Cows, like humans, take about nine months to carry a calf to term. But in the 1970s, American cattlemen began bucking the reins of nature’s limitations by performing a procedure called embryo transfer, or ET, as it’s referred to in the industry.
Now, elite-cattle breeders and commercial beef and dairy producers use ET to reproduce dozens of calves a year from their genetically superior heifers, who never actually have to birth a single calf. Surrogates carry the embryos to term.
The process can be time consuming and costly. But Dan Byers, owner of Byers Premium Cattle, Inc., who has bred his genetically superior cattle this way for six years, says it can pay off in the long run.
ET can also help preserve genetic diversity. As Harvest Public Media’s Luke Runyon has reported, the USDA stockpiles embryos from a wide variety of livestock breeds in Fort Collins, Colo.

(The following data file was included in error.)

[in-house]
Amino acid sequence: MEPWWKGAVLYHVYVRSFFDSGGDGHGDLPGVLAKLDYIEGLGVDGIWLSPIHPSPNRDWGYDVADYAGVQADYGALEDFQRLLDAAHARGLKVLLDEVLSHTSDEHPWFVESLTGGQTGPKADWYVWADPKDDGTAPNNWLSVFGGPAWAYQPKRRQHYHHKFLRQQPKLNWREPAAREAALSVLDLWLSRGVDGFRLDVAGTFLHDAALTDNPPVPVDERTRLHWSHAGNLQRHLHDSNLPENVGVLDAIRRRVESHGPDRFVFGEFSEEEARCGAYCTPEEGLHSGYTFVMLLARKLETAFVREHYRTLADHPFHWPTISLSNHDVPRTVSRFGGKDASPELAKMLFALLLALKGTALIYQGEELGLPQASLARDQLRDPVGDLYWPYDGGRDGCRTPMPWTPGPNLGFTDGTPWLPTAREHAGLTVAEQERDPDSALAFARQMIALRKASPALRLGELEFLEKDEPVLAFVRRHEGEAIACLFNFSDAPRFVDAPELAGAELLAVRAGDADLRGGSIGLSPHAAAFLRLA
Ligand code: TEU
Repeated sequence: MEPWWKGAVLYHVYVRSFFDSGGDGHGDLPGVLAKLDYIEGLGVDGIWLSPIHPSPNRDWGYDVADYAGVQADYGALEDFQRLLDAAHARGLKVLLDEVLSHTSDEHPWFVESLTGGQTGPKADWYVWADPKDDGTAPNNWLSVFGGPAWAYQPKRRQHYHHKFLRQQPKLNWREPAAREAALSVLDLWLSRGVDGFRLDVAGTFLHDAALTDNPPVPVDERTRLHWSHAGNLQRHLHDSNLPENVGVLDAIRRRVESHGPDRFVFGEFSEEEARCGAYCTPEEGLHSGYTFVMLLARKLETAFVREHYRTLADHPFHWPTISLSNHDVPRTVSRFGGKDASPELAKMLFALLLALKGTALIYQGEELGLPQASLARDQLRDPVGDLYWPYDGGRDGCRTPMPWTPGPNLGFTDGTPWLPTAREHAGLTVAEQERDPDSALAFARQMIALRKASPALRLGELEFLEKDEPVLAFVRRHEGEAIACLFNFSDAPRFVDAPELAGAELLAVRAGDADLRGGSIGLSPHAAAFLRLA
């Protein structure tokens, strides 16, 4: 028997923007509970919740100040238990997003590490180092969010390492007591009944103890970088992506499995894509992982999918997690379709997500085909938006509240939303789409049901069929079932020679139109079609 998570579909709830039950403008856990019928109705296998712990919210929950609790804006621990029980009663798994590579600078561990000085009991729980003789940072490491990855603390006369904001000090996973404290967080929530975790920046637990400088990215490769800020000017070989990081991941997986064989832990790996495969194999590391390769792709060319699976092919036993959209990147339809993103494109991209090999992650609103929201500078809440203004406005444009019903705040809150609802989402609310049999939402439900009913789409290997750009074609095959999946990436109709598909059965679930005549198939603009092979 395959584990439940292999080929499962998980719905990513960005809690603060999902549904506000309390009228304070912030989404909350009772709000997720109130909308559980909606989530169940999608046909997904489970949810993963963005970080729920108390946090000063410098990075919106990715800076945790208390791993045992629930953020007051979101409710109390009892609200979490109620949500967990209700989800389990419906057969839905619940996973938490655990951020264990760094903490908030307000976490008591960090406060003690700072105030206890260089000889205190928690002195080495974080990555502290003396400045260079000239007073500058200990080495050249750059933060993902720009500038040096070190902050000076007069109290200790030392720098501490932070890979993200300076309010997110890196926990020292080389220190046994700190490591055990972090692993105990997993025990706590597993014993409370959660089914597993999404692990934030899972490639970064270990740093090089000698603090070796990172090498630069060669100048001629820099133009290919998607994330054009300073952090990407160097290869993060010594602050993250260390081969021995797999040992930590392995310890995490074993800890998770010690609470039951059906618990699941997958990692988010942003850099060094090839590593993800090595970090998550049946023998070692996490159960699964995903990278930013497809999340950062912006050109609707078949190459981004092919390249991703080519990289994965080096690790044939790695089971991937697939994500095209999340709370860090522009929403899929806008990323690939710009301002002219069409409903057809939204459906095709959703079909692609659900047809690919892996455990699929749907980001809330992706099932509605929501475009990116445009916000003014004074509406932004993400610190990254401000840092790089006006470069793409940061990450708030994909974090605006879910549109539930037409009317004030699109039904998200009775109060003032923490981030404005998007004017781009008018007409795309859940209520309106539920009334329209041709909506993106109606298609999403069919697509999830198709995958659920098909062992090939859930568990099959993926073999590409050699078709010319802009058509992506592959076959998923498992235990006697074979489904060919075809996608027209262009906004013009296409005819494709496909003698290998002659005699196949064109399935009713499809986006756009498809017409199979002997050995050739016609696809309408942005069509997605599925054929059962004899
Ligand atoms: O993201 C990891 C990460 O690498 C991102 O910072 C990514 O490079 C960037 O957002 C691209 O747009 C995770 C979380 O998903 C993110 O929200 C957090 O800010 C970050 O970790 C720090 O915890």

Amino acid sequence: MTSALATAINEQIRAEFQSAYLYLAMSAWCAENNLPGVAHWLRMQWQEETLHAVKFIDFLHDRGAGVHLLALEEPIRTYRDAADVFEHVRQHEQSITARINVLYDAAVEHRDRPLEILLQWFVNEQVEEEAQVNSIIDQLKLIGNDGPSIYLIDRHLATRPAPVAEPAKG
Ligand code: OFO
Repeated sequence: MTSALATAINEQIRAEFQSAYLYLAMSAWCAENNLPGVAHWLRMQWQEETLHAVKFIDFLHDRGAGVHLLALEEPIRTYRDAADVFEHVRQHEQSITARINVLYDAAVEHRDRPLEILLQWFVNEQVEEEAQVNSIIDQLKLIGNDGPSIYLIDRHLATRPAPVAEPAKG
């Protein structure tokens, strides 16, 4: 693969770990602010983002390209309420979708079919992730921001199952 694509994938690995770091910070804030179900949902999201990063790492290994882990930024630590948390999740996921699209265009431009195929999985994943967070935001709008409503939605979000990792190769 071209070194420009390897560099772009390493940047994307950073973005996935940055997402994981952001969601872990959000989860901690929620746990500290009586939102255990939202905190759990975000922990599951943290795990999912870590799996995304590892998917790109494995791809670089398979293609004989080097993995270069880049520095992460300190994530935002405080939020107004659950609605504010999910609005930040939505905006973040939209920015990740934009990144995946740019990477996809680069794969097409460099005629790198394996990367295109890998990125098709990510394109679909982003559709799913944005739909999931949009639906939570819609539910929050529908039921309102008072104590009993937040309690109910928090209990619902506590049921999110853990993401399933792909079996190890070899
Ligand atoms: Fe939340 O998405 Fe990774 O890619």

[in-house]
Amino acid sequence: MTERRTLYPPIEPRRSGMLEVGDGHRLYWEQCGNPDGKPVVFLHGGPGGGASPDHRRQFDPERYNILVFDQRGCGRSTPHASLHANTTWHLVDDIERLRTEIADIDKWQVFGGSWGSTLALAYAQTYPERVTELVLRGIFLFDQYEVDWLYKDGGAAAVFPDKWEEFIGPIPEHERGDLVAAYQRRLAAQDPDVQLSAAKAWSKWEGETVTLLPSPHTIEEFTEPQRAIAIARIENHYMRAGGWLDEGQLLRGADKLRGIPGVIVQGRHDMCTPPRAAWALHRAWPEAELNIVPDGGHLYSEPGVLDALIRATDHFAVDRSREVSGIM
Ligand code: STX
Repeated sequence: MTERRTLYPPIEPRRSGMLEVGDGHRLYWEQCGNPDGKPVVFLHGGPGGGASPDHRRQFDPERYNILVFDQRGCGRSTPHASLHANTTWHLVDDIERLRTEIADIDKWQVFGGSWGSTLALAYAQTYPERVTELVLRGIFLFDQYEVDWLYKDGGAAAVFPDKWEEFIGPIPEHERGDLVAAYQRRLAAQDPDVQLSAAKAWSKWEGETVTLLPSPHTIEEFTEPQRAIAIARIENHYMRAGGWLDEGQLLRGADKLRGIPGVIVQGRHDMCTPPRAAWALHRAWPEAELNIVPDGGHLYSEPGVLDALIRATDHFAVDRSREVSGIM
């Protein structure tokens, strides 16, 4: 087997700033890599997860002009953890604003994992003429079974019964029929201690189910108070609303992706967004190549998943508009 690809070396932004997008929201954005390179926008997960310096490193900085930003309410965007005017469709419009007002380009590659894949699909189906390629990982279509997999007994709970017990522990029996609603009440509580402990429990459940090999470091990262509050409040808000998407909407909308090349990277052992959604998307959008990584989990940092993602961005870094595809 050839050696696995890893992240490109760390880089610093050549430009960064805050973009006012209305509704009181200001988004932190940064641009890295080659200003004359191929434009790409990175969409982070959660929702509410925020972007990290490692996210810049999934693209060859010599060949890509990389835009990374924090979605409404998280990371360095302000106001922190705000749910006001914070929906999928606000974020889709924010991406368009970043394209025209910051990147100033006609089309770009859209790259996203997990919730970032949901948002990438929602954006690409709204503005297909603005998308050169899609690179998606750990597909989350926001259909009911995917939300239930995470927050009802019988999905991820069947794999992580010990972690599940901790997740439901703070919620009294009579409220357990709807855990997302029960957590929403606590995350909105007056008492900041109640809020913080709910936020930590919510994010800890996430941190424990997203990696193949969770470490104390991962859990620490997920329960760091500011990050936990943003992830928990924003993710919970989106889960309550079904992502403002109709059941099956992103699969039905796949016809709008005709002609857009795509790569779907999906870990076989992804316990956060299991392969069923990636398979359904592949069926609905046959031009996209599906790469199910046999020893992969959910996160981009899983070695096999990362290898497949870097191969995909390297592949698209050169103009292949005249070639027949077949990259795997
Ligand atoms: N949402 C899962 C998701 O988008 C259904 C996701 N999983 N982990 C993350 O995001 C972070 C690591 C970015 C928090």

U.S. beef and dairy genetics are in-demand all over the world.
Matthew Wheeler, a professor of animal sciences at the University of Illinois, who’s been involved in the embryo business since the 1970s, says U.S. genetics are a hot commodity — the cream of the crop have sold for a half-million bucks — because American cows are milk and meat production machines.
Wheeler, who used to be in the business of selling high-end genetics, is now working with his lab at the University of Illinois to develop a decent, low-cost embryo for countries who struggle to produce enough milk. The lab has partnerships with scientists, cattle producers, and ministers of agriculture in several countries, including Sri Lanka, Thailand, the Dominican Republic, Panama, Sierra Leone, Libya and Rwanda.
The GLP aggregated and excerpted this blog/article to reflect the diversity of news, opinion and analysis. Read full, original post: America’s Elite Cows Don’t Give Birth — Their Surrogates Do